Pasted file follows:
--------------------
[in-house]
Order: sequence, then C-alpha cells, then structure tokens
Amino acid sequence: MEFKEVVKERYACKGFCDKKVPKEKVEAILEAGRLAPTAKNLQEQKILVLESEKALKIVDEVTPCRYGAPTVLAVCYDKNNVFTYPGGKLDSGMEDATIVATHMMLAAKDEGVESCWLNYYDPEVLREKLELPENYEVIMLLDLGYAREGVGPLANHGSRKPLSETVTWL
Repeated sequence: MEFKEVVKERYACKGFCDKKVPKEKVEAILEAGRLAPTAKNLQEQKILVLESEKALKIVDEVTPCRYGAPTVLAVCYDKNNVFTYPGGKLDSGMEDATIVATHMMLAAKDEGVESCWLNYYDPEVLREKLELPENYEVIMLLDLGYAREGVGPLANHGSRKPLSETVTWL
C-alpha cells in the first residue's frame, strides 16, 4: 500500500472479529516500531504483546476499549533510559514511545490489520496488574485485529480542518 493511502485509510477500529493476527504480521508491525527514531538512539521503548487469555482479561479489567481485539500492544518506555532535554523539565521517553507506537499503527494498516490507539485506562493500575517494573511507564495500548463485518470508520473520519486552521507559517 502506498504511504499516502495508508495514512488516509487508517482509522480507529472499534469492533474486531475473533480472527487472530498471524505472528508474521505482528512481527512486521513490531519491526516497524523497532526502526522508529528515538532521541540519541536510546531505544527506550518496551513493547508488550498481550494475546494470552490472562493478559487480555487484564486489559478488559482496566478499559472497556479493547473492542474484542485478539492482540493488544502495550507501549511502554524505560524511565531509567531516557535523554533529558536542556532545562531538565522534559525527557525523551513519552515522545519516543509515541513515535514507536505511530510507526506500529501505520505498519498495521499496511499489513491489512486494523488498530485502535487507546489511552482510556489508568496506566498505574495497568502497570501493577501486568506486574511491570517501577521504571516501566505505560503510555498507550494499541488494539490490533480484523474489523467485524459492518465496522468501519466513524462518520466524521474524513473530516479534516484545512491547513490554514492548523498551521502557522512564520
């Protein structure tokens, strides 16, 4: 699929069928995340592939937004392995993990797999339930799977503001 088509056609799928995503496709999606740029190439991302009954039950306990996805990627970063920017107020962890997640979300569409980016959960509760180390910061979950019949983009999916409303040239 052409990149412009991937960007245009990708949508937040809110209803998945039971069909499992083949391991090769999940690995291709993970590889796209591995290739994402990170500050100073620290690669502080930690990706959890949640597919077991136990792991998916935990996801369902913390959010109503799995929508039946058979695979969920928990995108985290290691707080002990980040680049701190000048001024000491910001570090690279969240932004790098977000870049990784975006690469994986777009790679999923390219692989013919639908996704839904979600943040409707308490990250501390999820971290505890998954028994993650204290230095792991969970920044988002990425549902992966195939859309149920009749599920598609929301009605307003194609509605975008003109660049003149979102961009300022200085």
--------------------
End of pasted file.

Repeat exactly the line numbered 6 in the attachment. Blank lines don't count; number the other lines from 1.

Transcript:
């Protein structure tokens, strides 16, 4: 699929069928995340592939937004392995993990797999339930799977503001 088509056609799928995503496709999606740029190439991302009954039950306990996805990627970063920017107020962890997640979300569409980016959960509760180390910061979950019949983009999916409303040239 052409990149412009991937960007245009990708949508937040809110209803998945039971069909499992083949391991090769999940690995291709993970590889796209591995290739994402990170500050100073620290690669502080930690990706959890949640597919077991136990792991998916935990996801369902913390959010109503799995929508039946058979695979969920928990995108985290290691707080002990980040680049701190000048001024000491910001570090690279969240932004790098977000870049990784975006690469994986777009790679999923390219692989013919639908996704839904979600943040409707308490990250501390999820971290505890998954028994993650204290230095792991969970920044988002990425549902992966195939859309149920009749599920598609929301009605307003194609509605975008003109660049003149979102961009300022200085």